After Emily Bazelon’s new book about bullying, Sticks and Stones, came out last month, Double X wondered what it was like to be on the giving end of schoolyard torture. Do bullies know that they’re bullies? Do they regret their actions in hindsight? Can they change? We published a confession by Carly Pifer, “I Was a Mean Girl,” and asked readers to submit their own stories of cruelty and (perhaps) redemption. The series runs this week. Entry No. 4 is printed below.
I was a grown woman when I outmeaned the meanest girl in my elementary school, a cheerleader with brilliant blue eyes and slightly bucked teeth that actually made her prettier in a Taylor Swift kind of way. Maybe she taunted me a little in grade school, but she didn’t hurt me until high school, after she’d outgrown her meanness. We had an unspoken agreement, to limit our conversations to our walks home from school, when no one was looking. I reveled in my role as her confidante. We’d stand across the street from my house, talking and laughing—she had a big cackle for a petite girl. In the winter, we’d shiver under the naked elm trees, but we both knew it would have been weird for me to invite her inside. In front of other kids, though, we never spoke, and when I didn’t make the long guest list for her graduation party, I had to face the truth that our friendship, or that I, threatened her golden girl status.
In my 20s, our professional worlds collided in a glitzy Las Vegas hotel. She couldn’t have been happier to see me, and we lingered at the top of an escalator and chatted until my toes grew numb from standing too long in my pumps. This was the ‘90s, and I was sporting an Amanda Woodward mini, feeling avenged for the awkwardness that had plagued me during high school. The mean girl was talking to me in public!
We didn’t cross paths again until our 20th high school reunion. I was living in Washington, D.C., but I made the trip back to Milwaukee because life was sweet for me. I’d married my soul mate, recently given birth to my first child, and reached one of those professional rest stops that only come once in a long while. It wasn’t until I started walking toward the reunion venue, my husband’s elbow looped through mine, that I began wondering if the mean girl would turn up. Of course she would. Popular girls live to revisit their glory days, I figured.
This night, we’d return to who we were in high school, and with each breath of the familiar lake-scented air, I felt more deflated.
I walked directly to the bar and ordered myself a rum and Diet Coke, and my husband looked at me askance. I don’t drink well. I engaged in boozy conversations with random classmates and perused old photos, wondering why we’d considered mullets a good idea.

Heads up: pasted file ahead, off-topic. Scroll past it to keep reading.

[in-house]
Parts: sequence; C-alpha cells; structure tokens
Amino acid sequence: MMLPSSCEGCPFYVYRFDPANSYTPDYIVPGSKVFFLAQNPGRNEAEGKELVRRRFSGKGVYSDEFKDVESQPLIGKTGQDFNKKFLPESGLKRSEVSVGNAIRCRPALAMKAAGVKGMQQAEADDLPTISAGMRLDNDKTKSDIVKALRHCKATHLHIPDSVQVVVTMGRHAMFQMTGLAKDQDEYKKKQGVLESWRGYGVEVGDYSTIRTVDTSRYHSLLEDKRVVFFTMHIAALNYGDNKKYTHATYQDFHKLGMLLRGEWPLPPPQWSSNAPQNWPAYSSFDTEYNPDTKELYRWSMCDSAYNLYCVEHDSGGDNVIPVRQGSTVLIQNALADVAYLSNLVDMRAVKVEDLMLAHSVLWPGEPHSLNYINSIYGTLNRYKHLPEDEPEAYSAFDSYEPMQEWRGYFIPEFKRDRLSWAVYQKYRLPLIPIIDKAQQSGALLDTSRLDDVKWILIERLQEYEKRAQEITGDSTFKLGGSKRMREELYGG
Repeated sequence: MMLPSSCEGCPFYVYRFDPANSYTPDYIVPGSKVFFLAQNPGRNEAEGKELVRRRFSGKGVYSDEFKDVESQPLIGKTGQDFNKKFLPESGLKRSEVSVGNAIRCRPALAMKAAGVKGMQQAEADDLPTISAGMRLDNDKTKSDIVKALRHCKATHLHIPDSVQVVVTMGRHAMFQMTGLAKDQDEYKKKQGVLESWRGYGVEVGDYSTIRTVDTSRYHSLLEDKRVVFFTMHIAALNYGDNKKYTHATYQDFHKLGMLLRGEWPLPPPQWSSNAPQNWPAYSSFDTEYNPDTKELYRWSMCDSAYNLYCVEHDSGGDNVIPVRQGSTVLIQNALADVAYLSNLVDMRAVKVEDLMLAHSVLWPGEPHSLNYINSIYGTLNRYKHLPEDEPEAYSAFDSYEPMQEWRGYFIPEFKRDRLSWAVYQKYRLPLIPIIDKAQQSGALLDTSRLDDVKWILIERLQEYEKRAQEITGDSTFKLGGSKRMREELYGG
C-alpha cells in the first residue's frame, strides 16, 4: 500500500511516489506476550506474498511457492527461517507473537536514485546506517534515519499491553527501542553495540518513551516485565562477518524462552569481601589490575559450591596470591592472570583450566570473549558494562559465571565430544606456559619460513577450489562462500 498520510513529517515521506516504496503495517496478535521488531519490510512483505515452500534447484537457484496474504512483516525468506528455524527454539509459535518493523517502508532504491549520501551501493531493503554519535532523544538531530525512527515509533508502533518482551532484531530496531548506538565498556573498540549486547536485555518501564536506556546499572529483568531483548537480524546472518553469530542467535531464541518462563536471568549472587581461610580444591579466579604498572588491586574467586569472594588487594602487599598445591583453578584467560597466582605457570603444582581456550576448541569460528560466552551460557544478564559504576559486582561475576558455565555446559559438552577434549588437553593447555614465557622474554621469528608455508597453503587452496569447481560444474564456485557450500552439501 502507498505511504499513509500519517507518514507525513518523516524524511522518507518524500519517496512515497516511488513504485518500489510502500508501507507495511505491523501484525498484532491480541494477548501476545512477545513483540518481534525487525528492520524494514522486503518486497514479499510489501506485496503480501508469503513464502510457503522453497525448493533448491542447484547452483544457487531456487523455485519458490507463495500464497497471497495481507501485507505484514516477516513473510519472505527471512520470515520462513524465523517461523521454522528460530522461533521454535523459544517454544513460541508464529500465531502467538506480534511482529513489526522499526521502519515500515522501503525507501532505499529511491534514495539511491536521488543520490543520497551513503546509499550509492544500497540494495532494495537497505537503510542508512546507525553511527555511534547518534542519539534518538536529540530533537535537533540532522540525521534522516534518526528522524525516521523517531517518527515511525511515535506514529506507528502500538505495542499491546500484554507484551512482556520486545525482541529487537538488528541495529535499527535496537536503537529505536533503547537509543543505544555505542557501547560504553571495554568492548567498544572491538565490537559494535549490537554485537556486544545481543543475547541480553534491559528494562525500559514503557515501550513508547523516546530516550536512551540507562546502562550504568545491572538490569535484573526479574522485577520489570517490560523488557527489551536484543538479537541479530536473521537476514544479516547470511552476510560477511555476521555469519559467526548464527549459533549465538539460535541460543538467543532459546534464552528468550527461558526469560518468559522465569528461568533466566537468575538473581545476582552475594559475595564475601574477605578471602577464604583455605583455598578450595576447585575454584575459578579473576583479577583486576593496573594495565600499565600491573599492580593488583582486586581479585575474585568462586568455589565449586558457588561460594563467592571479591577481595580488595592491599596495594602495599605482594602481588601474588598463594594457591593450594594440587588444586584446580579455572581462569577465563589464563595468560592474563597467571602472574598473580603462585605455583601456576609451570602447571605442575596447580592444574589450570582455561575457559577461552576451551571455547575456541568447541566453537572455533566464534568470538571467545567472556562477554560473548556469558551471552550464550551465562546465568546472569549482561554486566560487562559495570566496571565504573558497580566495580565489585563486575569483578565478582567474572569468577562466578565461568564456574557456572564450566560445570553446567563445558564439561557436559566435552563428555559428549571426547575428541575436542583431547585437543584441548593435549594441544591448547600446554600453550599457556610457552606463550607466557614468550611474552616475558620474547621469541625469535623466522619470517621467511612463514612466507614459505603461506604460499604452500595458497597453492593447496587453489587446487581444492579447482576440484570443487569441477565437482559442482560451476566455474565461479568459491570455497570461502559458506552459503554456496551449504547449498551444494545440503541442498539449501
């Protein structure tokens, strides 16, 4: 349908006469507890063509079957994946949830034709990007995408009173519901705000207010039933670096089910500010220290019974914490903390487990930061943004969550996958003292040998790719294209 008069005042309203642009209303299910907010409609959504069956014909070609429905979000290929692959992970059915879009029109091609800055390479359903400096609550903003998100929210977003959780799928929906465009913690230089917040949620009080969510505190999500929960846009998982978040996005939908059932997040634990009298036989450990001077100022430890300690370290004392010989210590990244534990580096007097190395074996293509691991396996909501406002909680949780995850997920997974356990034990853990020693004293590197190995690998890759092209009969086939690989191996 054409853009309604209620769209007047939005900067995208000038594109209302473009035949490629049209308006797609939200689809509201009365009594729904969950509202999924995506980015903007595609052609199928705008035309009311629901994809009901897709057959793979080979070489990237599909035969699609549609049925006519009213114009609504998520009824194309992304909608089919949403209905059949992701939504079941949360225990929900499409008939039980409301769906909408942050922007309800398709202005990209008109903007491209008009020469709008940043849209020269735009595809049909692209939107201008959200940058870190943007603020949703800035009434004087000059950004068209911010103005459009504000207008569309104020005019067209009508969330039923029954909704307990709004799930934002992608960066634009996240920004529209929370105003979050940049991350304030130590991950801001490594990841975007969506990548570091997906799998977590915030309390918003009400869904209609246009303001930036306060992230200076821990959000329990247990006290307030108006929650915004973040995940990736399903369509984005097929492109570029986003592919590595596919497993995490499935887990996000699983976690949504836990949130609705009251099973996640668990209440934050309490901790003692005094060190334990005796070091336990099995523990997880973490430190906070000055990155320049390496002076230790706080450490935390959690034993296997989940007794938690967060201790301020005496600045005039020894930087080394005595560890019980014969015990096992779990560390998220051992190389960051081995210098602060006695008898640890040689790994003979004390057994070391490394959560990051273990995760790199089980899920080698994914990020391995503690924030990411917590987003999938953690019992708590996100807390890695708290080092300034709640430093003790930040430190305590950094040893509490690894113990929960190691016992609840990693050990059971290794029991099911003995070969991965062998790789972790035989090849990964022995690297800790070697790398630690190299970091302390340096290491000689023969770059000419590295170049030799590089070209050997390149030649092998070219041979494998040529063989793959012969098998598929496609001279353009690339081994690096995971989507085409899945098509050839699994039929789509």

I was deep in conversation with one of my classmates when the mean girl tapped my arm. I kept talking. She called my name, and I knew that voice better than anyone’s, but I shifted around to turn my back to her. Finally, she grabbed my arm. “Hello, did you see me standing here?”
I turned to look at her. I stared at her for a second longer than I would have had I not been drinking. She was still serviceably pretty, but her eyes had dulled to a flat blue. And then I remembered the way she’d often look at me when I’d pass her while she was talking to a member of her caste, the way she’d fix her gaze over my head. I felt a small adrenalin surge as I shifted my eyes so they traveled over the silky hair that I’d coveted, toward the bar, and went to speak with someone more interesting. I don’t remember if I excused myself.
I relished all 40 seconds of punishing her for the sin I was in the middle of committing. It felt delicious to make her feel small. Later of course, when I discovered that her marriage had fallen apart and she’d been experiencing health problems, it did not feel quite as delicious.
Does that make me a mean girl? Ish. More like a girl who despite my best scrubbing, couldn’t remove that stubborn grease stain from my psychic blouse. Funny the things we hold on to, so that we feel justified in lashing back.
Find a mother of a girl, any age will do, and I’ll bet she has an anecdote about a mean girl who has harmed her or her daughter. I’ll bet another dollar that you will NOT hear that mother reflect on instances of her own mean behavior. Can we challenge ourselves to come up with some new or adjunct language for mean girl? How about angry girl? Fearful girl? Insecure girl? Perhaps this would shift our conversation to one of less judgment and more compassion.